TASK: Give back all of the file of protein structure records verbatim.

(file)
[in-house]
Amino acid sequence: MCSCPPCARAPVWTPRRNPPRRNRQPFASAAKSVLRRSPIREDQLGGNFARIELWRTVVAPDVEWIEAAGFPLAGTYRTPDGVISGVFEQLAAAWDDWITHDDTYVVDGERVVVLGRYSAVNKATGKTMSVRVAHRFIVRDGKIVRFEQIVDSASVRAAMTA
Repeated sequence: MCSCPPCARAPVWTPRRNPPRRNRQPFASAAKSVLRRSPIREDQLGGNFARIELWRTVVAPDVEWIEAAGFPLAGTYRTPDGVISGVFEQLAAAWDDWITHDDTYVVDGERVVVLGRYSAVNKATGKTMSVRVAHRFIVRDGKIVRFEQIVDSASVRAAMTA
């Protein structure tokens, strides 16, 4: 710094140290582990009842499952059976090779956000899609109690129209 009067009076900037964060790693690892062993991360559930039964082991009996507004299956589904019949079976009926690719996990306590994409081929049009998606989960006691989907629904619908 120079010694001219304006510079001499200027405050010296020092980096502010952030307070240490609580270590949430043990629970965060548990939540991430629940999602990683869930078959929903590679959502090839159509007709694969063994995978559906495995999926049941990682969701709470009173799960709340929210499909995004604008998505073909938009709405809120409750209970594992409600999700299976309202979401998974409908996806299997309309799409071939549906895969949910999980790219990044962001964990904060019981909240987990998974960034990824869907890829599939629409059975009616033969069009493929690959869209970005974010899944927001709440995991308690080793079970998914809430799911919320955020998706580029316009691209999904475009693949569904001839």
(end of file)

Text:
[in-house]
Amino acid sequence: MCSCPPCARAPVWTPRRNPPRRNRQPFASAAKSVLRRSPIREDQLGGNFARIELWRTVVAPDVEWIEAAGFPLAGTYRTPDGVISGVFEQLAAAWDDWITHDDTYVVDGERVVVLGRYSAVNKATGKTMSVRVAHRFIVRDGKIVRFEQIVDSASVRAAMTA
Repeated sequence: MCSCPPCARAPVWTPRRNPPRRNRQPFASAAKSVLRRSPIREDQLGGNFARIELWRTVVAPDVEWIEAAGFPLAGTYRTPDGVISGVFEQLAAAWDDWITHDDTYVVDGERVVVLGRYSAVNKATGKTMSVRVAHRFIVRDGKIVRFEQIVDSASVRAAMTA
């Protein structure tokens, strides 16, 4: 710094140290582990009842499952059976090779956000899609109690129209 009067009076900037964060790693690892062993991360559930039964082991009996507004299956589904019949079976009926690719996990306590994409081929049009998606989960006691989907629904619908 120079010694001219304006510079001499200027405050010296020092980096502010952030307070240490609580270590949430043990629970965060548990939540991430629940999602990683869930078959929903590679959502090839159509007709694969063994995978559906495995999926049941990682969701709470009173799960709340929210499909995004604008998505073909938009709405809120409750209970594992409600999700299976309202979401998974409908996806299997309309799409071939549906895969949910999980790219990044962001964990904060019981909240987990998974960034990824869907890829599939629409059975009616033969069009493929690959869209970005974010899944927001709440995991308690080793079970998914809430799911919320955020998706580029316009691209999904475009693949569904001839």